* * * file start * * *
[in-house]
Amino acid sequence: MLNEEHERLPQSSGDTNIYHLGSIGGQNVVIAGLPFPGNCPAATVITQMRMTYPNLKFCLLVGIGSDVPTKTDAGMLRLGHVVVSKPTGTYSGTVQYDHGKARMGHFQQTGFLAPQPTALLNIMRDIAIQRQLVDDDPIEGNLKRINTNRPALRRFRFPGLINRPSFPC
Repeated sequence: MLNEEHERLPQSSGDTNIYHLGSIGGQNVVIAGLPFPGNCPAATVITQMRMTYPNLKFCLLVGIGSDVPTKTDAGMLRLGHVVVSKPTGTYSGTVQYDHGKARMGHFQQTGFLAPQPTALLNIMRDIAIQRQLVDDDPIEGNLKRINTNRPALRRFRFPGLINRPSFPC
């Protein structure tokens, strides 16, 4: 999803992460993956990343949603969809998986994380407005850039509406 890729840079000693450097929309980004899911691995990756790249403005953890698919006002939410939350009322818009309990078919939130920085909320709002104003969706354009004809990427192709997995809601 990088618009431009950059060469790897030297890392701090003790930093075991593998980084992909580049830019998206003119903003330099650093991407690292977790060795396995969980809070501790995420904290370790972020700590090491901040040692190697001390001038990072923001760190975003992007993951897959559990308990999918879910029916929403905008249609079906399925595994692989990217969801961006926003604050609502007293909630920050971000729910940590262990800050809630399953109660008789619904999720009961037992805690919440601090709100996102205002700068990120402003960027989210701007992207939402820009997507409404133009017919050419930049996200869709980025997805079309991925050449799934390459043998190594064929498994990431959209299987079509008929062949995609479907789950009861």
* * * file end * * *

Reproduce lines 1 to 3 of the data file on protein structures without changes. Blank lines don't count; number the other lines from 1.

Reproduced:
[in-house]
Amino acid sequence: MLNEEHERLPQSSGDTNIYHLGSIGGQNVVIAGLPFPGNCPAATVITQMRMTYPNLKFCLLVGIGSDVPTKTDAGMLRLGHVVVSKPTGTYSGTVQYDHGKARMGHFQQTGFLAPQPTALLNIMRDIAIQRQLVDDDPIEGNLKRINTNRPALRRFRFPGLINRPSFPC
Repeated sequence: MLNEEHERLPQSSGDTNIYHLGSIGGQNVVIAGLPFPGNCPAATVITQMRMTYPNLKFCLLVGIGSDVPTKTDAGMLRLGHVVVSKPTGTYSGTVQYDHGKARMGHFQQTGFLAPQPTALLNIMRDIAIQRQLVDDDPIEGNLKRINTNRPALRRFRFPGLINRPSFPC